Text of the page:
There are multiple potential reasons Republican senators were steering clear of the dispute between the president and a man interred with military honors at the Naval Academy in Annapolis, Md. First, it is a fact that Mr. McCain had a temper and could be difficult to deal with — and not all senators, despite their appreciation and respect for his service, have such fond recollections.
Plus, a dozen Republican senators last week broke with Mr. Trump on his declaration of an emergency to redirect federal dollars to his wall along the southwestern border, prompting some backlash at home and giving Republican lawmakers pause about the prospect of challenging the president.
In most Republican-dominated states, the president remains far more popular with Republican voters than the senators who represent them. Mr. McCain was no favorite of the more conservative voters who now dominate in party strongholds, one of the reasons Mr. Trump’s initial campaign attack on the party’s 2008 nominee — “I like people who weren’t captured” — did little damage with the base.
At the same time, aides reported that senators traveling their states were not being pressed on Mr. Trump’s attack on Mr. McCain by either the public or local news media.
No one can be sure what is driving Mr. Trump, but there are multiple potential explanations. Mr. Trump himself highlighted the fact that Mr. McCain had personally presented to the F.B.I. the unconfirmed private intelligence report, the so-called dossier, suggesting ties between Mr. Trump’s 2016 presidential campaign and the Russian government, as well as other misconduct.
“He turned it over to the F.B.I., hoping to put me in jeopardy,” Mr. Trump told the crowd in Ohio. “And that’s not the nicest thing to do.”
With his decisive vote against repeal of the health care law, Mr. McCain, through his famous thumbs-down gesture, denied the president the chance to achieve one of his central campaign promises. Mr. Trump also skewered Mr. McCain for his support of armed intervention in the Middle East. Perhaps most astoundingly, the president dinged Mr. McCain and his family for not thanking him for his cooperation in staging a funeral to which he was not invited — and which he had no role in.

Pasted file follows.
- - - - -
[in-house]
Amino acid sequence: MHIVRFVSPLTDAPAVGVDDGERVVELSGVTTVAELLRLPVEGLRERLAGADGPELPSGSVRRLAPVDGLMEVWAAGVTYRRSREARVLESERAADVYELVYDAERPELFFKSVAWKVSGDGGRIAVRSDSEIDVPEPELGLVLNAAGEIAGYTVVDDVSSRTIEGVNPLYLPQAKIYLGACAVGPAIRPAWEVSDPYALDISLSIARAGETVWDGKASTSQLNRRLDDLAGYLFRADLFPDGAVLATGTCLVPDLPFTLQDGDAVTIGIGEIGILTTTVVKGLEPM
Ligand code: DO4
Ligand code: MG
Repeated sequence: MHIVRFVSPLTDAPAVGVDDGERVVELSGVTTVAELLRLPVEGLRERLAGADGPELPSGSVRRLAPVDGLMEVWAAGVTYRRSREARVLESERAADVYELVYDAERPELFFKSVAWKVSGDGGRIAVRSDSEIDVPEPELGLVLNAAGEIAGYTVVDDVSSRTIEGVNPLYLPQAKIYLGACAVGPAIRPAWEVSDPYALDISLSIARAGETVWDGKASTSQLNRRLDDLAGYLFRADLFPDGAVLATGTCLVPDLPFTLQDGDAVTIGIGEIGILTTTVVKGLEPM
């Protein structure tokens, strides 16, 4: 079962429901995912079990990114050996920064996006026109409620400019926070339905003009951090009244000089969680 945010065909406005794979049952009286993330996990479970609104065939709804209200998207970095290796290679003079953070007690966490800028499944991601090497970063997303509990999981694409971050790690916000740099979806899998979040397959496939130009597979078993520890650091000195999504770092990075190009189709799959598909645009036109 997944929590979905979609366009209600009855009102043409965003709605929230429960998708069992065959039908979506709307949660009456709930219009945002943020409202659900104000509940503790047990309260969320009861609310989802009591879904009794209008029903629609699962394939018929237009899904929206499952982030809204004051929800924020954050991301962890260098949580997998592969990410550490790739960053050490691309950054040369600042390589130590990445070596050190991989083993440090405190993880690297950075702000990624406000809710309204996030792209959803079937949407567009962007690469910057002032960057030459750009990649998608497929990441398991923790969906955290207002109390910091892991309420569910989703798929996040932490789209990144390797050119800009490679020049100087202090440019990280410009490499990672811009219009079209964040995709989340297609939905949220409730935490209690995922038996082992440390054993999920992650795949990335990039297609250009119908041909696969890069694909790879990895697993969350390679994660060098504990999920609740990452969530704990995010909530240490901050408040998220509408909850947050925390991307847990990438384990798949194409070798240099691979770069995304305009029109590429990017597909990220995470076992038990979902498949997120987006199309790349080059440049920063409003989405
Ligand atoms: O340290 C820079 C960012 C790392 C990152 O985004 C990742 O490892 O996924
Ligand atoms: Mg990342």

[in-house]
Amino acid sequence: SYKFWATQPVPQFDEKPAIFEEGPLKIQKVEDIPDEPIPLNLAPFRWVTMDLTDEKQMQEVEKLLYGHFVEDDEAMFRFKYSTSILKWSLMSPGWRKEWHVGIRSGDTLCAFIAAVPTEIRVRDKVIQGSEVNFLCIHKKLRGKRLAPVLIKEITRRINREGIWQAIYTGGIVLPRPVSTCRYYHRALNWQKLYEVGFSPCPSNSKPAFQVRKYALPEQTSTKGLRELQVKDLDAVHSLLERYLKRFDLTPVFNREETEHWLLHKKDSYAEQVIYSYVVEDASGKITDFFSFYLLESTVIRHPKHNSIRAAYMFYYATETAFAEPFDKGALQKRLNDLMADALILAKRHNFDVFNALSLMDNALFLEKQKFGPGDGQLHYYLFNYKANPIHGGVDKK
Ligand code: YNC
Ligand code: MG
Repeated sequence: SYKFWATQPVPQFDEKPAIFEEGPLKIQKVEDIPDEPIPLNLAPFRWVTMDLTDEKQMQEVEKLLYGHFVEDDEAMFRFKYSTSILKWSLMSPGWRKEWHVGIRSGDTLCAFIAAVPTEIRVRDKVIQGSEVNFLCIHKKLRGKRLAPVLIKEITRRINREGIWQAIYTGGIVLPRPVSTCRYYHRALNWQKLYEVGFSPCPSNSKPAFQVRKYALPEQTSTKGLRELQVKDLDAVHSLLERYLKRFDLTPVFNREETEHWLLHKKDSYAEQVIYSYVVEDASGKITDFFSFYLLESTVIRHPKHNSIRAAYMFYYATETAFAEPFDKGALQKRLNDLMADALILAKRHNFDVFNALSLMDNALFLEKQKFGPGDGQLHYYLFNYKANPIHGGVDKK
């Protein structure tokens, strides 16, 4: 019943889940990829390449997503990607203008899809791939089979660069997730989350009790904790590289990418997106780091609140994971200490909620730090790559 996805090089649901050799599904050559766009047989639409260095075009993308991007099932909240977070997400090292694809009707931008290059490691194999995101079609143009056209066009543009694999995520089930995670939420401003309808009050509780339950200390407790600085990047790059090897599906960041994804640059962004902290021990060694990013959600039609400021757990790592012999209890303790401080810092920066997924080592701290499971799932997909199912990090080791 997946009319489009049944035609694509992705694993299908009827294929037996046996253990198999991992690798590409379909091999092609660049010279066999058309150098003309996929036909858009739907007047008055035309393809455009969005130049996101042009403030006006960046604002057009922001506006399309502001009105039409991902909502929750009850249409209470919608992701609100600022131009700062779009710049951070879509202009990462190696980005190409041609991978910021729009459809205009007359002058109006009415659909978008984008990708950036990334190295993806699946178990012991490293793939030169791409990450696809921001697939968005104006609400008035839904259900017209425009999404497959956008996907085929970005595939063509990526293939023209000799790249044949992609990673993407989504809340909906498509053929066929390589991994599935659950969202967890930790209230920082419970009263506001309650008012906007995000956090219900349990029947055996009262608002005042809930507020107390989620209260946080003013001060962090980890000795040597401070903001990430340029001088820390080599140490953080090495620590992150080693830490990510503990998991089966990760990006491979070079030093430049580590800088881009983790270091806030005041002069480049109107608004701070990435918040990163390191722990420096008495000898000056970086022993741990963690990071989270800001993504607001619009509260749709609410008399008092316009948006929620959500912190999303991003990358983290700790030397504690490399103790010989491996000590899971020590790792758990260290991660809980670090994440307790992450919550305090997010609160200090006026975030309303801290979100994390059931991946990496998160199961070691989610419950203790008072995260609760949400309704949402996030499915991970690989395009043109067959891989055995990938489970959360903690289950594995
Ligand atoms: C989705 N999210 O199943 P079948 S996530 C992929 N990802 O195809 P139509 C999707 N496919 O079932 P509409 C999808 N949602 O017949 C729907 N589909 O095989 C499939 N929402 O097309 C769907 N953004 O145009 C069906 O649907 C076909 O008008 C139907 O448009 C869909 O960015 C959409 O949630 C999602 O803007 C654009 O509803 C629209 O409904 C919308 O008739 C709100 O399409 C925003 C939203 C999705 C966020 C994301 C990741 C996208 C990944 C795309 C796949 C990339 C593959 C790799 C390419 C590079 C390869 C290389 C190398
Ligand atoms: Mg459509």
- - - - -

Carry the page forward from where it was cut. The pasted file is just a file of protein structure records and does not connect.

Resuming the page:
The Washington National Cathedral, where a memorial service for Mr. McCain was held, released a statement on Thursday, saying: “Only a state funeral for a former president involves consultation with government officials. No funeral at the cathedral requires the approval of the president or any other government official.”
No matter to Mr. Trump.
“That’s O.K.,” he said. “We sent him on his way.”
Mr. McCain is indeed gone, no longer roaming the Capitol hallways where he capably defended himself. Were he here, he would no doubt relish the extent to which he has somehow gotten into Mr. Trump’s head even in death, not to mention the bind in which he has put politically cautious colleagues forced to pick between him and the president.B:
【凤】【栖】【努】【力】【扯】【出】【一】【抹】【轻】【松】【的】【笑】【意】【来】，【说】：“【哥】【哥】，【你】【这】【是】【说】【的】【什】【么】【话】？【把】【我】【带】【走】【的】，【怎】【么】【可】【能】【不】【是】【人】？” 【凤】【临】【渊】【嘴】【角】【轻】【勾】。 【他】【就】【知】【道】，【凤】【栖】【不】【会】【轻】【易】【承】【认】【的】。 【可】【是】【作】【为】【凤】【家】【的】【长】【子】，【他】【有】【必】【要】【将】【这】【件】【事】【弄】【清】【楚】！ 【因】【此】，【他】【便】【也】【不】【再】【拐】【弯】【抹】【角】。 【直】【截】【了】【当】【的】，【将】【昨】【天】【发】【生】【的】【事】【情】【说】【了】【一】【遍】。 【凤】【栖】【对】
【皇】【后】【看】【到】【沈】【姝】【眼】【底】【的】【戒】【备】，【并】【不】【感】【觉】【意】【外】。 【待】【到】【沈】【姝】【落】【座】，【她】【温】【声】【道】：“【此】【番】【请】【你】【来】【坤】【宁】【宫】，【是】【受】【令】【兄】【所】【托】，【有】【些】【话】，【他】【不】【方】【便】【与】【你】【详】【说】，【才】【会】【请】【本】【宫】【出】【面】。” 【沈】【姝】【暗】【生】【疑】【窦】，【那】【帕】【子】【确】【实】【是】【三】【哥】【的】，【也】【是】【只】【有】【他】【们】【兄】【妹】【才】【知】【道】【的】【暗】【号】，【若】【果】【真】【是】【哥】【哥】【让】【皇】【后】【出】【面】【将】【她】【带】【来】【此】【处】，【事】【情】【或】【许】【比】【她】【想】【象】【中】【还】【要】【严】【重】
“【你】【行】【不】【行】【啊】，【真】【不】【用】【帮】【忙】？” 【在】【医】【院】【得】【到】【了】【已】【经】【康】【复】【的】【结】【果】，【凤】【羽】【就】【搬】【回】【了】【之】【前】【住】【了】【没】【几】【天】【的】【房】【子】【之】【中】。 【而】【榆】【锋】【此】【刻】【看】【着】【她】【自】【己】【来】【回】【走】【着】【收】【拾】【东】【西】，【总】【觉】【得】【还】【是】【有】【些】【担】【心】。 “【不】【用】，【我】【都】【说】【没】【事】【了】，【这】【段】【时】【间】【谢】【谢】【你】，【我】【知】【道】【这】【一】【切】【都】【是】【你】【给】【安】【排】【的】，【谢】【谢】！” 【将】【东】【西】【放】【好】，【凤】【羽】【抬】【眼】【看】【着】【榆】【锋】，【如】
【温】【良】【非】【常】【坚】【定】【的】【开】【口】【说】【道】，【这】【些】【话】【根】【本】【就】【不】【像】【是】【在】【反】【驳】【面】【前】【这】【个】【女】【人】，【倒】【像】【是】【在】【安】【慰】【她】【自】【己】【的】【心】。 “【他】【其】【实】【已】【经】【开】【始】【新】【生】【活】【了】，【所】【以】【你】【也】【忘】【掉】【过】【去】【吧】！【事】【到】【如】【今】，【我】【们】【真】【的】【都】【无】【能】【为】【力】【了】。”【艾】【琳】【叹】【气】【道】，【故】【意】【不】【把】【自】【己】【设】【计】【好】【的】【东】【西】【拿】【出】【来】，【一】【定】【要】【引】【诱】【勉】【强】【这】【个】【男】【人】【的】【好】【奇】【心】，【以】【便】【于】【让】【他】【相】【信】。 “【她】【做】【什】
292 【地】【下】【溶】【洞】 【打】【开】【那】【座】【后】【门】【之】【后】，【出】【现】【在】【眼】【前】【的】【是】【一】【座】【两】【边】【狭】【长】【的】【甬】【道】。 【看】【着】【眼】【前】【这】【甬】【道】，【大】【家】【都】【感】【到】【不】【可】【思】【议】，【这】【是】【什】【么】？ 【忽】【然】【芳】【儿】【道】：“【你】【们】【听】【到】【有】【人】【在】【呼】【救】【没】【有】？” 【经】【过】【她】【的】【提】【醒】，【众】【人】【都】【面】【色】【大】【变】，【似】【乎】【在】【甬】【道】【的】【尽】【头】，【有】【女】【子】【在】【呼】【救】！ 【林】【强】【立】【刻】【抽】【出】【腰】【间】【的】【长】【剑】，【朝】【着】【甬】【道】【深】【处】【奔】